Gearbox CEO Calls Steam a “Conflict of Interest” for Valve
By Matt Peckham
Steam, it seems, is getting too big for its britches, or at least that’s the sentiment conveyed by Gearbox CEO Randy Pitchford in an interview with Maximum PC. Pitchford’s on deck for Borderlands, an upcoming shooter that gets Max Max drunk enough to sleep with Diablo II, then stick Halo with delivering the kid. After repeated delays–I was looking at it for a ‘games of summer 2008’ story–it’s finally out end of this month for Xbox 360, PlayStation 3, and Windows.
Talking about Borderlands in the interview, Pitchford veered momentarily off topic to suggest “a lot of the industry” doesn’t trust Steam-proprietor Valve, that the Half-Life 2 dev ought to spin off its military-green wrap-around content delivery service–a service some 20 million of you use, or have at one time or another–to remedy a “conflict of interest,” and that it’s “really, really dangerous for the rest of the industry to allow Valve to win.”
I take Pitchford’s point about too much power in the hands of a single distributor, about those distributors using market leverage to dictate terms and margins, about the “little guys” lacking the clout to push back, about guys like Valve become the deciders, etc. It’s the oldest story in the world. You can make the same points about retail outfits like GameStop (do a search on “GameStop” and “criticism” and see what turns up). But there’s a lot that’s wrong with this industry, and priorities are priorities. Steam’s been low on my list of topics to cavil about.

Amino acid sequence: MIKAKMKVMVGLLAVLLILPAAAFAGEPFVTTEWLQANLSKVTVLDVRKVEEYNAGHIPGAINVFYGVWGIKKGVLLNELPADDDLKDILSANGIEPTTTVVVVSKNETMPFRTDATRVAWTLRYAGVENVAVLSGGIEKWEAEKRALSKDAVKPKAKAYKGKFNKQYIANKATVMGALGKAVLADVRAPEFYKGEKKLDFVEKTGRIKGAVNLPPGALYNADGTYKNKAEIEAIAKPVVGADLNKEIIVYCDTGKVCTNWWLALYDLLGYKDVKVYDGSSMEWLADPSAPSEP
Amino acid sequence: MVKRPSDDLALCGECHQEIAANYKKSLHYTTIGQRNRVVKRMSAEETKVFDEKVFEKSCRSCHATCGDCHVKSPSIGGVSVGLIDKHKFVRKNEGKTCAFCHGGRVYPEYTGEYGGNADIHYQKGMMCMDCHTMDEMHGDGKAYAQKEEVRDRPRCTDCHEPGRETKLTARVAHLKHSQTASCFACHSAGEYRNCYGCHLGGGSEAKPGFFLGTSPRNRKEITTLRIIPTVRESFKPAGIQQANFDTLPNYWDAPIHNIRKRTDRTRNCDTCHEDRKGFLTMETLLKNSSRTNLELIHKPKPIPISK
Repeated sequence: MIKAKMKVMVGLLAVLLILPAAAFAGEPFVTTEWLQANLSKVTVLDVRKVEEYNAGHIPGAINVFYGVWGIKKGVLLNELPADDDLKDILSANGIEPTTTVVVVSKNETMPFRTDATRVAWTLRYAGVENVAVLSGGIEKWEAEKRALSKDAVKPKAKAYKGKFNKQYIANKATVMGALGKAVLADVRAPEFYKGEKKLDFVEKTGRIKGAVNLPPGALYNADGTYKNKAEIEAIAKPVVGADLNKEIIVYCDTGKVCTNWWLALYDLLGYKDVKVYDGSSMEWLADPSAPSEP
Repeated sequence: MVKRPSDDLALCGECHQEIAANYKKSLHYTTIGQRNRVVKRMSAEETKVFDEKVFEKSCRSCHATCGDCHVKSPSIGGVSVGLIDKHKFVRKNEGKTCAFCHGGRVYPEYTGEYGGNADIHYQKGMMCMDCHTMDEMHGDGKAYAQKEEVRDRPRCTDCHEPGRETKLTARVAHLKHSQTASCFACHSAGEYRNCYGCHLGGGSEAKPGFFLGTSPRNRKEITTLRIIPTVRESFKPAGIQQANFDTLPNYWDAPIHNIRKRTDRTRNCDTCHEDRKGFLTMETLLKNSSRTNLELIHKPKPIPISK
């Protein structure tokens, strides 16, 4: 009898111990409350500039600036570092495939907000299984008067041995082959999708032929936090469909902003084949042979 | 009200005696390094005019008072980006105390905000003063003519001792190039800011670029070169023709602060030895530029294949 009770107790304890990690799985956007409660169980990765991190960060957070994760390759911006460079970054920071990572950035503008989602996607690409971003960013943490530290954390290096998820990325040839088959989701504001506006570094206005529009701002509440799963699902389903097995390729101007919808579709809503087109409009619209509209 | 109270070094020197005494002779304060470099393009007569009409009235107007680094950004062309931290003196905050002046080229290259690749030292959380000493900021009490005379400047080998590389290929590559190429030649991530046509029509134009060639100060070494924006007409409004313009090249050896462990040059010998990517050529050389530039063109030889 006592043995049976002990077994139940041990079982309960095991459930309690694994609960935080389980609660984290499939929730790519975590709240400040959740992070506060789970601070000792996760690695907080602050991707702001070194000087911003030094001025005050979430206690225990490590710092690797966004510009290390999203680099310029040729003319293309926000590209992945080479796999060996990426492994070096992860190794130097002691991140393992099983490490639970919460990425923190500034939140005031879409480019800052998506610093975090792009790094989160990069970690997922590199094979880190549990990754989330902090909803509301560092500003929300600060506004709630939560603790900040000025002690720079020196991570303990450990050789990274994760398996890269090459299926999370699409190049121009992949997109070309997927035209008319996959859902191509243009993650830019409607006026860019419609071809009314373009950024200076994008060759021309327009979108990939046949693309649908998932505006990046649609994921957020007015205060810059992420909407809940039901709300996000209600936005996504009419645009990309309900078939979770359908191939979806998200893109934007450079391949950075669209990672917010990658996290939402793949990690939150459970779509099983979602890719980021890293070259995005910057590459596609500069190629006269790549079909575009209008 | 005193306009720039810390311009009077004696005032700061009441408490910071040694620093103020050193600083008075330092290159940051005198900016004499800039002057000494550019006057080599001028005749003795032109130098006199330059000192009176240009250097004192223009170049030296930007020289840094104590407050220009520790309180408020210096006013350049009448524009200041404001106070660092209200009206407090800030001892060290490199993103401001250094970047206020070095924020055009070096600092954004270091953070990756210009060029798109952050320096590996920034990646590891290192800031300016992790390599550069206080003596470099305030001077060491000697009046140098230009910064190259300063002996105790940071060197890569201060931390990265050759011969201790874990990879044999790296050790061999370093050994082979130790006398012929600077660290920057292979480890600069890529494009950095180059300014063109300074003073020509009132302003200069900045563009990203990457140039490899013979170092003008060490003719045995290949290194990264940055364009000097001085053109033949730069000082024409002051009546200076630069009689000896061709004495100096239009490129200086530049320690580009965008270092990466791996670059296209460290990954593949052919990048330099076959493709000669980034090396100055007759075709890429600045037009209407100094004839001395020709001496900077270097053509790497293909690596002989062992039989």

And then something happened. Last night I pulled up at my desk, flipped the power switch on my Windows box, plucked tufts of dog hair off the fan grill while it booted, and got ready to play-review a new game.
And then? Then I discovered I wouldn’t be playing the game anytime soon.
I’d pulled the game down a few weeks ago using Steam, an all-niter grab. When it finished, the launch line read “100% – Ready” in tiny Tahoma lettering. I booted it up once or twice, fooled around with the tutorials, played a few skirmishes, then set it aside to wrap some other work.
When I finally launched it again last night–this time directly from its icon in the ‘Steam’ folder on my Windows 7 star menu–I waited through the pregnant pause filled by the whir of cylinder heads firing and dialogue boxes popping, and then…nothing. Or actually, something inexplicable and puzzling: A new message that read “Updating: 0%.”
After several minutes of waiting, the 0% incremented to 1%.
Several hours later, the game was updated…and I was fast asleep in bed.
So much for a productive evening.
It reminded me that Steam has some fairly serious control issues.
For instance, I have to wait for the service to load before the games I’ve bought through the service do, adding anywhere from a half dozen to several dozen seconds launch time. There’s no unbundling Steam’s austere, utilitarian wrapper, even if the game happens to be available through a storefront retailer, or some other digital distributor that takes its hooks out post-delivery.